Lesson 1 Part 2 of 2 (series: Lessons on 1 Thess.)
by John Lowe
First—the local qualifications, “the church of the Thessalonians.” In writing to the Corinthians, Paul addresses his letters, “unto the church of God which is at Corinth.” To the Ephesians, he writes, “To the saints which are at Ephesus.” Please remember that the church in Thessalonica is one of the very first, and therefore this epistle is one of the oldest books of the New Testament. The change from “church of the Thessalonians” to the term “church in Corinth” is noteworthy; it indicates an enlargement of the conception of the Church. This clearly shows that the Church in Paul’s day was no longer just a local group in a given city; but whether in Corinth, Ephesus, Colossae, Rome or Jerusalem, it was one and the same Church. In 1 Thessalonians 2:14 Paul refers to “churches of God which in Judea are in Christ Jesus.” Regardless of how many local churches may be on earth today, all true believers belong to the one invisible Church of which Jesus Christ is the head and the foundation (Ephesians 5:25-33;, 1 Corinthians 3:11-15).
Second—I would like to point out in this description is the assembly (church) “. . . in God the Father and in the Lord Jesus Christ.” The word CHURCH in the New Testament comes from the Greek word ecclesia, and means “assembly.” It also has a meaning referring to any legal meeting of citizens, any group “called out” by the leaders or rulers of the day. Therefore, Paul is very careful as the Holy Ghost directs, to make the distinction that this group, “called out” to assemble in Thessalonica, is not just a called out assembly as such, but is an assembly “IN GOD THE FATHER AND THE LORD JESUS CHRIST.” Thus the assembly in Thessalonica is distinguished from pagan or legal assemblies which could also be called the ecclesia. The assembly of Christians in Thessalonica confessed one God—the Father and the Lord Jesus Christ. This introduction in verse one distinguished the church at Thessalonica from Jewish and pagan assemblies. The confession of the church (“one Father, one Lord”) sets it apart from all other assemblies (1 Corinthians 8:5, 6).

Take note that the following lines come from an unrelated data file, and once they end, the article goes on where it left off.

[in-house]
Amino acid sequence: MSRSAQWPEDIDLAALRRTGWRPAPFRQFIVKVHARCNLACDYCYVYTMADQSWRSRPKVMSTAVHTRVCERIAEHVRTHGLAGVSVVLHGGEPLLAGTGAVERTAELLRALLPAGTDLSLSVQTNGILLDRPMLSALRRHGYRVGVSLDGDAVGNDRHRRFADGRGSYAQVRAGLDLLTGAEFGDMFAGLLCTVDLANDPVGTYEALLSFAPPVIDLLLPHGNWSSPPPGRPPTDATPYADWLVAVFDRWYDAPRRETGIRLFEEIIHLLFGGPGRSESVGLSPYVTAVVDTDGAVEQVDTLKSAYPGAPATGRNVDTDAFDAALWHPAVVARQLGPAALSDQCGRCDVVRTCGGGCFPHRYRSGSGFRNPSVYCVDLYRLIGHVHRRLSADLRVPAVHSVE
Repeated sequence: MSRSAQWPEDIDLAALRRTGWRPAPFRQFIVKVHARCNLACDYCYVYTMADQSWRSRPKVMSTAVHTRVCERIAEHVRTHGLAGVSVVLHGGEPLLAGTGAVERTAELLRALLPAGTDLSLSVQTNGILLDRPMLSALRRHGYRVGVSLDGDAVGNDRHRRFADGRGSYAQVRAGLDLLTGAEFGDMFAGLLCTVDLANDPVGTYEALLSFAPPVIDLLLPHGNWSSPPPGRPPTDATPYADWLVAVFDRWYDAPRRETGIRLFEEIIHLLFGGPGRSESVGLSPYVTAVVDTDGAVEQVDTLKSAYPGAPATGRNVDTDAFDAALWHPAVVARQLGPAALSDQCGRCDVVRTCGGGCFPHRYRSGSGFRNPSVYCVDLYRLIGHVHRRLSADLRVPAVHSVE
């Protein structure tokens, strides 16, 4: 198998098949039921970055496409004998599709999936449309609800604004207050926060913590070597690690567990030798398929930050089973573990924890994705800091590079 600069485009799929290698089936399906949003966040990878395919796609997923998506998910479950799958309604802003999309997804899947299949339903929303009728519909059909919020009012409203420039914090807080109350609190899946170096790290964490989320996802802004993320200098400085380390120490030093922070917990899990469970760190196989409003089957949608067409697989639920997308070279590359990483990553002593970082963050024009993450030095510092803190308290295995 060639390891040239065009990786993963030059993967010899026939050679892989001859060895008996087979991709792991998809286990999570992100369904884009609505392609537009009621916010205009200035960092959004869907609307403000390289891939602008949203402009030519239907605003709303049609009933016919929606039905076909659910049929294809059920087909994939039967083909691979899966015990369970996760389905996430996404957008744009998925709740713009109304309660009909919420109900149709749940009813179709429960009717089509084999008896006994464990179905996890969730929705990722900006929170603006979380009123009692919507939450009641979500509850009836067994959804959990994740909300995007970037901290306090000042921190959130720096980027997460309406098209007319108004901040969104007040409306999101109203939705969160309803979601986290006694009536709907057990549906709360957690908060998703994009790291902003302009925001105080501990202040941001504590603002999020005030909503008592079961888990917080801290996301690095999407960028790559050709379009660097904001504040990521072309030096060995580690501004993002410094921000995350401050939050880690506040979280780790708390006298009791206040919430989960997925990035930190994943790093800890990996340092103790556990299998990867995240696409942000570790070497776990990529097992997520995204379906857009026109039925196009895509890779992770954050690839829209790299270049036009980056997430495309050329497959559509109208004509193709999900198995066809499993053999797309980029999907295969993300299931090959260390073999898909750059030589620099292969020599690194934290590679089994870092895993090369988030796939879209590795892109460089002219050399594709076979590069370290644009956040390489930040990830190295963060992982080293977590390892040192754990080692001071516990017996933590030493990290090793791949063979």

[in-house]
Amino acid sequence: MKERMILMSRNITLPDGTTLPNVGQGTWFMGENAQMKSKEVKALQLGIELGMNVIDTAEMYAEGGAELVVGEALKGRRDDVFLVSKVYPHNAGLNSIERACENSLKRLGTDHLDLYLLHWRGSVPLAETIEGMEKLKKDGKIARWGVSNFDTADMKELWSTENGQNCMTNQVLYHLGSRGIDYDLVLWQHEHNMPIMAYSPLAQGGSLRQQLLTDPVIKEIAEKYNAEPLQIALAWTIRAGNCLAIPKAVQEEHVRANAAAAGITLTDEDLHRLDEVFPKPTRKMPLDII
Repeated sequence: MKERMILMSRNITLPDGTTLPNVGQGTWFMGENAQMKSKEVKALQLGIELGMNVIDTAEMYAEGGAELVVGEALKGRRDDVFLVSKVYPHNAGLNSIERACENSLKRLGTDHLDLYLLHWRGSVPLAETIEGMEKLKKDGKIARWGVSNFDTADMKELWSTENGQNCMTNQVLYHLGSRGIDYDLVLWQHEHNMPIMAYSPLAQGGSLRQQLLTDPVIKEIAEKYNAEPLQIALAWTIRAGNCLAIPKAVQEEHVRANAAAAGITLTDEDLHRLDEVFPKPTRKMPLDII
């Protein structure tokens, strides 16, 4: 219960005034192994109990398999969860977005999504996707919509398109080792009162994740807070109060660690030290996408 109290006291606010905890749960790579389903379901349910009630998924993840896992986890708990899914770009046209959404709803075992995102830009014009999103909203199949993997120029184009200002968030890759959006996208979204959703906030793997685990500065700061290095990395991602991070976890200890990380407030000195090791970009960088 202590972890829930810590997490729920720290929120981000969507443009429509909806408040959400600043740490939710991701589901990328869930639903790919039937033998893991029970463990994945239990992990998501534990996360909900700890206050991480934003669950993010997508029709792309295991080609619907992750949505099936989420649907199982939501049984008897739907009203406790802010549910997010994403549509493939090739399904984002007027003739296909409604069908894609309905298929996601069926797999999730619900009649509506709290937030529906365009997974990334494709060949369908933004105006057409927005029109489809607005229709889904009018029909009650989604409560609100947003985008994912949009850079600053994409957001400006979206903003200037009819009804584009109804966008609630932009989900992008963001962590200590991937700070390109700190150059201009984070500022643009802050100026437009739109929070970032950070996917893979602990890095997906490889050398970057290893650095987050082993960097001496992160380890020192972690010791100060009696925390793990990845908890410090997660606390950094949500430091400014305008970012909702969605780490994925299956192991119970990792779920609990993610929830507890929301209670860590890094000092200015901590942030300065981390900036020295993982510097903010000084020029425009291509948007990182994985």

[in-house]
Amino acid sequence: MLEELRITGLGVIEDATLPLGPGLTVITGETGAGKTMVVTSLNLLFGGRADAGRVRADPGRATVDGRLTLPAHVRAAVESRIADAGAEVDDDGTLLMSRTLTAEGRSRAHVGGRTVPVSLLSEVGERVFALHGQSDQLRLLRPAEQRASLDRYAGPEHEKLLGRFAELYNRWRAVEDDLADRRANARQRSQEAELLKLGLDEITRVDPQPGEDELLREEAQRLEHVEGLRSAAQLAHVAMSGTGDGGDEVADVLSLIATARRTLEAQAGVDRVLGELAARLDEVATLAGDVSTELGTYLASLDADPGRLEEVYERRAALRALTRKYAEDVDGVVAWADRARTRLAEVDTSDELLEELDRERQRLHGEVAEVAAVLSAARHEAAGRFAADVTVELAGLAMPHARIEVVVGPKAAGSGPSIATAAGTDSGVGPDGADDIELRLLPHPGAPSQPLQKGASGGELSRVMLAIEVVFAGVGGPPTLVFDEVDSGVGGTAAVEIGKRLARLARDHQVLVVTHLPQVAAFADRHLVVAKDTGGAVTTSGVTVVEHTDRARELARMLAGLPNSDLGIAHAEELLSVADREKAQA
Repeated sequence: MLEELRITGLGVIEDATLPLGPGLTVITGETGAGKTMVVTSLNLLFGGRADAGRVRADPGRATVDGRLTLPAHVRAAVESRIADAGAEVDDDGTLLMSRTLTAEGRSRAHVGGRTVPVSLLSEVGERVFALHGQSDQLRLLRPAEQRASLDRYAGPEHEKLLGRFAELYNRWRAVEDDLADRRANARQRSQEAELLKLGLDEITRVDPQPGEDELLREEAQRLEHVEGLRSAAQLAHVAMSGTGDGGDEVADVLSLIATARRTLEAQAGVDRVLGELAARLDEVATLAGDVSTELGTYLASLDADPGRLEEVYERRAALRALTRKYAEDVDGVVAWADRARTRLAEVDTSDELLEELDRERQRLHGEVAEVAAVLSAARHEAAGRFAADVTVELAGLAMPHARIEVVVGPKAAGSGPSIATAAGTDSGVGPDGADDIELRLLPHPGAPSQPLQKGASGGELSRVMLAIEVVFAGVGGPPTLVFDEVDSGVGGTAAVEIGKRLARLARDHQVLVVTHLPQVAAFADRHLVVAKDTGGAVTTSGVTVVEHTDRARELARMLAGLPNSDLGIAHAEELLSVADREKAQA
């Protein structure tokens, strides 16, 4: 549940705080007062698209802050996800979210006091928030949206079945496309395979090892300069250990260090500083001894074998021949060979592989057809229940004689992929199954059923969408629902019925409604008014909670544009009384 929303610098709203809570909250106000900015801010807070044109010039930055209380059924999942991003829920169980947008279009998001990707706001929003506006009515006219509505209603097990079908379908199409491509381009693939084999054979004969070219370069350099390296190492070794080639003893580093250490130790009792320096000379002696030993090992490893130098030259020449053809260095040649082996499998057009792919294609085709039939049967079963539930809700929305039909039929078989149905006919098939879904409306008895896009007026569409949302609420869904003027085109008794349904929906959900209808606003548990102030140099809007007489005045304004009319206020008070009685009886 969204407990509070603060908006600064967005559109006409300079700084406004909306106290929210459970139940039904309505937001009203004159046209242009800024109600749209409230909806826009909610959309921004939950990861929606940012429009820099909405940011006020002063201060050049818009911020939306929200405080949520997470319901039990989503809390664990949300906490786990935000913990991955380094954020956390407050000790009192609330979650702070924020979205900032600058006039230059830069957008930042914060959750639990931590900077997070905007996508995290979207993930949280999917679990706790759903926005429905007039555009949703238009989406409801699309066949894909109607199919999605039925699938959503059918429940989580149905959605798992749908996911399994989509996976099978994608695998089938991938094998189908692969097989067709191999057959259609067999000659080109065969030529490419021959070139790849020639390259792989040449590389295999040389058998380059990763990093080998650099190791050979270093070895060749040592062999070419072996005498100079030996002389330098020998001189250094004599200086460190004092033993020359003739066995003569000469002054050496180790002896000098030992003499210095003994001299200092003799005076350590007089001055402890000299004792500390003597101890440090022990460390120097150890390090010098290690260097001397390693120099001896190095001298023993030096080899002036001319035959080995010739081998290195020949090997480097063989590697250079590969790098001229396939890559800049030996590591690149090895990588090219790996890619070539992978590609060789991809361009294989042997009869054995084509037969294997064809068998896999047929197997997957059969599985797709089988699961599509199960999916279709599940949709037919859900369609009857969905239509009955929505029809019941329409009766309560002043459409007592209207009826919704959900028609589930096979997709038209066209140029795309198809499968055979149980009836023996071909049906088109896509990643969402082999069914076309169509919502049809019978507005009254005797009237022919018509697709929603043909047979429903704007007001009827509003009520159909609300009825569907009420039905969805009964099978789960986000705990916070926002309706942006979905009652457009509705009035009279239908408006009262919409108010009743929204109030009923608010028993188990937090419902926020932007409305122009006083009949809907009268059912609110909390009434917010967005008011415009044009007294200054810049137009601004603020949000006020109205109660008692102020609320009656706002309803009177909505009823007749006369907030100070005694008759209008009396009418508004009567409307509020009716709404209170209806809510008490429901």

The labors of the apostle and his co-helpers in the enterprising and populous city of Thessalonica were crowned with success, in spite of the angriest opposition. The people of the city eagerly embraced the Gospel, and the light of the Gospel brought out the cleanness and beauty of the character of the Thessalonian citizens, which up till then was shrouded in the dark shadows of superstition.
The church is divinely founded.—The preposition “in” denotes the most intimate union with God, and is of similar significance as in the comprehensive prayer of Jesus: “As Thou, Father, art in Me, and I in Thee, that they also may be one in Us.”
The church rests on the divine love, fostered by the divine Spirit, shielded by omnipotence, and illuminated and adorned by the divine glory. It exists for purely spiritual purposes; it is the depository of the revealed word, the channel of divine communication to man, and the sanctuary of salvation.